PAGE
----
There are several other expenses such as laundry (It is Rp 10,000 per kg, they will try to charge you Rp 18,000 per kg at first, equal with USD 0.7–1.3), toiletries, a tiny bit of shopping, gasoline (roughly full tank for my motorbike is around Rp 25,000, equal with USD 1.8), electricity (already included in most villa rentals), massage/pedicure or any body treatment, entrance fees to several tourist areas and some other more. All of these things will cost you around $60 a month.
Btw, my favourite great-service-with-an-inexpensive-price spa in Ubud is Rembulan Spa. The address is: Jl. Hanoman no. 1, Ubud, Bali, Indonesia (phone: +62 361 976694).
So my total costs for a month living in Ubud was roughly USD 557 for one person. It is USD 300 for accommodation, USD 22 for motorbike rental (USD 43 for 2 people), USD 175 for food, and USD 60 for miscellaneous expenses.
I limited myself to only going to a café and eating out once per day. I might have ate out twice a day on the weekend 🙂 The total cost of living in Ubud can be a lot cheaper if you find accommodation USD 250-400 for two people (and it is possible) and reduce the amount of eating out/café visit.
*Rate: 1 USD = Rp 14,000
MY DAILY ROUTINES
I usually worked from the villa in the morning and then went out after lunch to a cafe (for a coffee or with a cake) to work. Then get a nice dinner before heading back home. Alternatively, I would go out around 8:30 am to a cafe and work from there until lunch time and then head back home to get lunch and continue to work at the villa. I only rarely stayed all day in the villa.
There are several cafes that I like to work from in Ubud:
– Dumara café – Jl. Raya Pengosekan
– Clear café – Jl. Campuhan
– Kue – Jl. Raya Ubud
– Kahiyang Coffee – Jl. Sri Wedari No 6
– Coffee and … – Jl. Monkey Forest
Other places for a great coffee include Seniman Coffee, Anomali Coffee, Vespa Café, Freak Coffee – though these four places get quite busy.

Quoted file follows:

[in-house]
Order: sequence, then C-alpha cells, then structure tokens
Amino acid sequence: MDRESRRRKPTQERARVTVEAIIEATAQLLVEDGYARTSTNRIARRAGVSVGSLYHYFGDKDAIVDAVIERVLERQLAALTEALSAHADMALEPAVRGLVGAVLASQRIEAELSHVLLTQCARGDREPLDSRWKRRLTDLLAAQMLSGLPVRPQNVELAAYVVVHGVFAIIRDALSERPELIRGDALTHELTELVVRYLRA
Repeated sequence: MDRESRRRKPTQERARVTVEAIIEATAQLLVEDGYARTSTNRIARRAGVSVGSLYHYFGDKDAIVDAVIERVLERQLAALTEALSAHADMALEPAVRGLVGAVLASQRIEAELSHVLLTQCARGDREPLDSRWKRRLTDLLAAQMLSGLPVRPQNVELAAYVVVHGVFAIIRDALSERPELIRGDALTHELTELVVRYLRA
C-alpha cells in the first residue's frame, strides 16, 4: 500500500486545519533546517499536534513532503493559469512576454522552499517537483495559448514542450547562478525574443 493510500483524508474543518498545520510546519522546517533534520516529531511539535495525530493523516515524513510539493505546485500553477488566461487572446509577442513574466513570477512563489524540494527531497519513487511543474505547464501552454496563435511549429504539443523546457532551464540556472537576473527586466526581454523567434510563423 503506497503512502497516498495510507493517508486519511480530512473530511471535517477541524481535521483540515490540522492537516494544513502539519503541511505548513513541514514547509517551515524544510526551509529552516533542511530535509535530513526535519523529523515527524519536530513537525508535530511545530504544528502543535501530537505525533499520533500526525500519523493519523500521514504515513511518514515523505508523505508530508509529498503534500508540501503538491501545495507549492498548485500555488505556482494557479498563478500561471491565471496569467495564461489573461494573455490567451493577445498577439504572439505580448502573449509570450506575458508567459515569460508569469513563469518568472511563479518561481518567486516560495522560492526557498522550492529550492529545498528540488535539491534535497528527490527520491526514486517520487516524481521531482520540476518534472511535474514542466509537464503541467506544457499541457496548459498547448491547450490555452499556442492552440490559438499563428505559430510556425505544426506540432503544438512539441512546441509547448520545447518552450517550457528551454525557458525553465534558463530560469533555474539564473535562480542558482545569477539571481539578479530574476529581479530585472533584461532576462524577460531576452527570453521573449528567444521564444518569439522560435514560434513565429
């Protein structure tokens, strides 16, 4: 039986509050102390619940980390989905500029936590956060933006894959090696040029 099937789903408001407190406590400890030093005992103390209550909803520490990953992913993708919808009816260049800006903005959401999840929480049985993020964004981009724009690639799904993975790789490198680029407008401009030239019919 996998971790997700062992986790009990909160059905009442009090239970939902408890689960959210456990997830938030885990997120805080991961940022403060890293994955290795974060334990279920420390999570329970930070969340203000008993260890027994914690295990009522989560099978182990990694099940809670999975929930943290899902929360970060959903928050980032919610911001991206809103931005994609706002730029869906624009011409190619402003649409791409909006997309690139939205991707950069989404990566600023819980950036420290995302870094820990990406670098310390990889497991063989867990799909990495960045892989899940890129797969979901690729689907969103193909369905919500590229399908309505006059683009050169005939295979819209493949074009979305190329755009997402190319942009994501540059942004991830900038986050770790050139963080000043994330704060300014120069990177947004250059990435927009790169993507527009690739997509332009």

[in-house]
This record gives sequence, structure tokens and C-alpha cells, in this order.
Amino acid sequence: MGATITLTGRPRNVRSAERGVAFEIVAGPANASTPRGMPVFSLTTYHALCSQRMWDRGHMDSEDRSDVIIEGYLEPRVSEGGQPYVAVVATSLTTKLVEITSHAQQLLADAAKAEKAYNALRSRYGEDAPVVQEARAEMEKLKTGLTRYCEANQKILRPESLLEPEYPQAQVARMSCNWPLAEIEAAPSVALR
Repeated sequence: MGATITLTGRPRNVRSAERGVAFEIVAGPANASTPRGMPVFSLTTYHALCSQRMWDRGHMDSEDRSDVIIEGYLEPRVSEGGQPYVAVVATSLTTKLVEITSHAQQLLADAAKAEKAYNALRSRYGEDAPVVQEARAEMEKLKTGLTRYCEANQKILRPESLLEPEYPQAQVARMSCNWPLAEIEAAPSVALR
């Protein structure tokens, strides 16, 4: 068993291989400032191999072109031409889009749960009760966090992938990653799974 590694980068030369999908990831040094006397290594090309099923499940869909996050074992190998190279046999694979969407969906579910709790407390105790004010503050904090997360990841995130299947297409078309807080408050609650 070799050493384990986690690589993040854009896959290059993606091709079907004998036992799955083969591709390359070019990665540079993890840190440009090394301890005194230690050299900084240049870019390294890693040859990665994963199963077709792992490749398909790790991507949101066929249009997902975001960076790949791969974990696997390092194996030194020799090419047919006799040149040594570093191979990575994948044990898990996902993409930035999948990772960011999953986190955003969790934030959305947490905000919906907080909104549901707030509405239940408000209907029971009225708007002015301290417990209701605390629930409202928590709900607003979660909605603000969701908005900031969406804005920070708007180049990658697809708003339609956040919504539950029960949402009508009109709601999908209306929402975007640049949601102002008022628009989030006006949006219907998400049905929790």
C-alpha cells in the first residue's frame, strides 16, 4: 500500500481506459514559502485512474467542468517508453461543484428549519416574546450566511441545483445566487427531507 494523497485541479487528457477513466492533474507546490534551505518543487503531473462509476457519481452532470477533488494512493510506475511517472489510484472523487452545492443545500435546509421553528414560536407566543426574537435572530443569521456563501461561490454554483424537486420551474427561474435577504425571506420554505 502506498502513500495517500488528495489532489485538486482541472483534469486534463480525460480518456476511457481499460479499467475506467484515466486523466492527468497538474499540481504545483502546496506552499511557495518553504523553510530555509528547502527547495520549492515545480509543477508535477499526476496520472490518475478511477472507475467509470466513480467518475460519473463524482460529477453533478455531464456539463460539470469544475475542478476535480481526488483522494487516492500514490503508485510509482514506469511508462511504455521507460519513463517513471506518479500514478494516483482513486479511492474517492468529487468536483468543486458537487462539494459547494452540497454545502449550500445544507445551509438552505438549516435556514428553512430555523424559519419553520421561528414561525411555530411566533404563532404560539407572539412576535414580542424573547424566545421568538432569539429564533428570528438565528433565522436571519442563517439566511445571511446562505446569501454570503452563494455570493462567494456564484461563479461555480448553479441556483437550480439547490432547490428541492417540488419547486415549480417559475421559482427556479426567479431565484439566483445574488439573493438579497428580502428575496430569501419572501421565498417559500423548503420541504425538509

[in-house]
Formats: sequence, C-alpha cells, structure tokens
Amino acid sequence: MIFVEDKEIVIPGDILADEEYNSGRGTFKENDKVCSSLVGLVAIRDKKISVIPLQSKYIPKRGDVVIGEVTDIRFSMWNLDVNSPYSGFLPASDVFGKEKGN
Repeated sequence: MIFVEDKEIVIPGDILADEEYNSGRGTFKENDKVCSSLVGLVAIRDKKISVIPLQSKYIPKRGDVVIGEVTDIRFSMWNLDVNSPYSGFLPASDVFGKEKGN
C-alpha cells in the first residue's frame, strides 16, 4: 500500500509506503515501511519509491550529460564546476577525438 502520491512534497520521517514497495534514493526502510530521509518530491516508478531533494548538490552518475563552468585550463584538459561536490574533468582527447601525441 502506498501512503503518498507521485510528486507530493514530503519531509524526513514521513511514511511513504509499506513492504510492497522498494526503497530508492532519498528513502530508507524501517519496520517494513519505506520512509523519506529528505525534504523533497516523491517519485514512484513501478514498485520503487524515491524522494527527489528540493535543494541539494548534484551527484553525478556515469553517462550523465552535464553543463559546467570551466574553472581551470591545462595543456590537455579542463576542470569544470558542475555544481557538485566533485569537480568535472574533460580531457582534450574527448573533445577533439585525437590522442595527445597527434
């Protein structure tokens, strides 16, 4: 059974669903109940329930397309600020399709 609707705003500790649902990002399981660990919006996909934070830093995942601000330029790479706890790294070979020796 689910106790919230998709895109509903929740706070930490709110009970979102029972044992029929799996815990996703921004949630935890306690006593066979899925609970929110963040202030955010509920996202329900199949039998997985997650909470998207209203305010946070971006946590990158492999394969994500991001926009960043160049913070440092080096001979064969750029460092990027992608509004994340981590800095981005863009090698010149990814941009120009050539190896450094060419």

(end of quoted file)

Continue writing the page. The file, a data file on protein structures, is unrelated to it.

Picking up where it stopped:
Is Ubud a Great Place for Digital Nomads?
Ubud is certainly a great place for digital nomads, freelancers, entrepreneurs and people working online. There is even the Hubud (Hub in Ubud), the first co-working space in Bali. Even before co-working spaces became popular in Jakarta, Hubud was already there. You get me, right?
Internet connection in Ubud is mostly ok and at several cafes it is fast enough. Though it might be a bit slow if you need to upload large files like video.
Ubud is a great place for a work-life balance. There are plenty of choices of restaurants that serve healthy food, healthy drinks, raw food, etc. On top of that, in almost every corner of the town you’ll find a Yoga studio. You also see people cycling, there are art galleries, dancing classes and many other interesting things. There are so many interesting places which are only 30-45 minutes drive from Ubud.
Ok, the very last thing. It is not about Ubud.
One thing that I love about being a blogger is the community. We keep being inspired by other bloggers and who knows we become an inspiration for other bloggers, right? Thanks Sharon for giving the idea to write this piece.
So what do you think? Fancy living and working from Ubud? 🙂
If you are interested in booking accommodation for your holiday in Indonesia I recommend Airbnb. Book through this link to receive a $25 discount on your first booking. For hotel bookings I recommend Agoda for its low price and discounts.